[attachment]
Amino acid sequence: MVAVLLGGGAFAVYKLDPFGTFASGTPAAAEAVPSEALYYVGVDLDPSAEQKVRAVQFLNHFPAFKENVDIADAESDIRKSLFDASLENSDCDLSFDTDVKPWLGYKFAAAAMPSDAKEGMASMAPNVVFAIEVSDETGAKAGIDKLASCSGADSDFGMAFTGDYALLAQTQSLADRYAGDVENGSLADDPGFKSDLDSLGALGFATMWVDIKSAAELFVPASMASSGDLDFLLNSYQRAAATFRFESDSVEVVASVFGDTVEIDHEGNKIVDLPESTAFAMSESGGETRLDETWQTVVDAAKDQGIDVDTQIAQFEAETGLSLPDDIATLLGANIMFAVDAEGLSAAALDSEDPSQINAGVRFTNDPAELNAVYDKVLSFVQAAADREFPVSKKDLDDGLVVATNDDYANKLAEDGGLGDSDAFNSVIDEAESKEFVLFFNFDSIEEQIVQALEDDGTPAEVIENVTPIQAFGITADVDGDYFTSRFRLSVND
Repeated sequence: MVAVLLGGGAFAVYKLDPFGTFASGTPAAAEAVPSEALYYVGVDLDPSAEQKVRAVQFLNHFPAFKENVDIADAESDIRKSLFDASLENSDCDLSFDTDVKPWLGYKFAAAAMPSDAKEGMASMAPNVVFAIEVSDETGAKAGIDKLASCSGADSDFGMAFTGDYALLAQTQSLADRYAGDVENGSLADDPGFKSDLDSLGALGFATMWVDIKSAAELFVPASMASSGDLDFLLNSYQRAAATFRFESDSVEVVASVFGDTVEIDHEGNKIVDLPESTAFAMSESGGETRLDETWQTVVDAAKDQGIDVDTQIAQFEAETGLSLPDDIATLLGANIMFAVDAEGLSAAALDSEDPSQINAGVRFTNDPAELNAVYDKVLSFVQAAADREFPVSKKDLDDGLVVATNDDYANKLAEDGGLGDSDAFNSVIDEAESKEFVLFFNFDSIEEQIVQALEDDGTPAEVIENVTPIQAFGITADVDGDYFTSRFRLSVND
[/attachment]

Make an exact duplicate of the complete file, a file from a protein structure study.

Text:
Amino acid sequence: MVAVLLGGGAFAVYKLDPFGTFASGTPAAAEAVPSEALYYVGVDLDPSAEQKVRAVQFLNHFPAFKENVDIADAESDIRKSLFDASLENSDCDLSFDTDVKPWLGYKFAAAAMPSDAKEGMASMAPNVVFAIEVSDETGAKAGIDKLASCSGADSDFGMAFTGDYALLAQTQSLADRYAGDVENGSLADDPGFKSDLDSLGALGFATMWVDIKSAAELFVPASMASSGDLDFLLNSYQRAAATFRFESDSVEVVASVFGDTVEIDHEGNKIVDLPESTAFAMSESGGETRLDETWQTVVDAAKDQGIDVDTQIAQFEAETGLSLPDDIATLLGANIMFAVDAEGLSAAALDSEDPSQINAGVRFTNDPAELNAVYDKVLSFVQAAADREFPVSKKDLDDGLVVATNDDYANKLAEDGGLGDSDAFNSVIDEAESKEFVLFFNFDSIEEQIVQALEDDGTPAEVIENVTPIQAFGITADVDGDYFTSRFRLSVND
Repeated sequence: MVAVLLGGGAFAVYKLDPFGTFASGTPAAAEAVPSEALYYVGVDLDPSAEQKVRAVQFLNHFPAFKENVDIADAESDIRKSLFDASLENSDCDLSFDTDVKPWLGYKFAAAAMPSDAKEGMASMAPNVVFAIEVSDETGAKAGIDKLASCSGADSDFGMAFTGDYALLAQTQSLADRYAGDVENGSLADDPGFKSDLDSLGALGFATMWVDIKSAAELFVPASMASSGDLDFLLNSYQRAAATFRFESDSVEVVASVFGDTVEIDHEGNKIVDLPESTAFAMSESGGETRLDETWQTVVDAAKDQGIDVDTQIAQFEAETGLSLPDDIATLLGANIMFAVDAEGLSAAALDSEDPSQINAGVRFTNDPAELNAVYDKVLSFVQAAADREFPVSKKDLDDGLVVATNDDYANKLAEDGGLGDSDAFNSVIDEAESKEFVLFFNFDSIEEQIVQALEDDGTPAEVIENVTPIQAFGITADVDGDYFTSRFRLSVND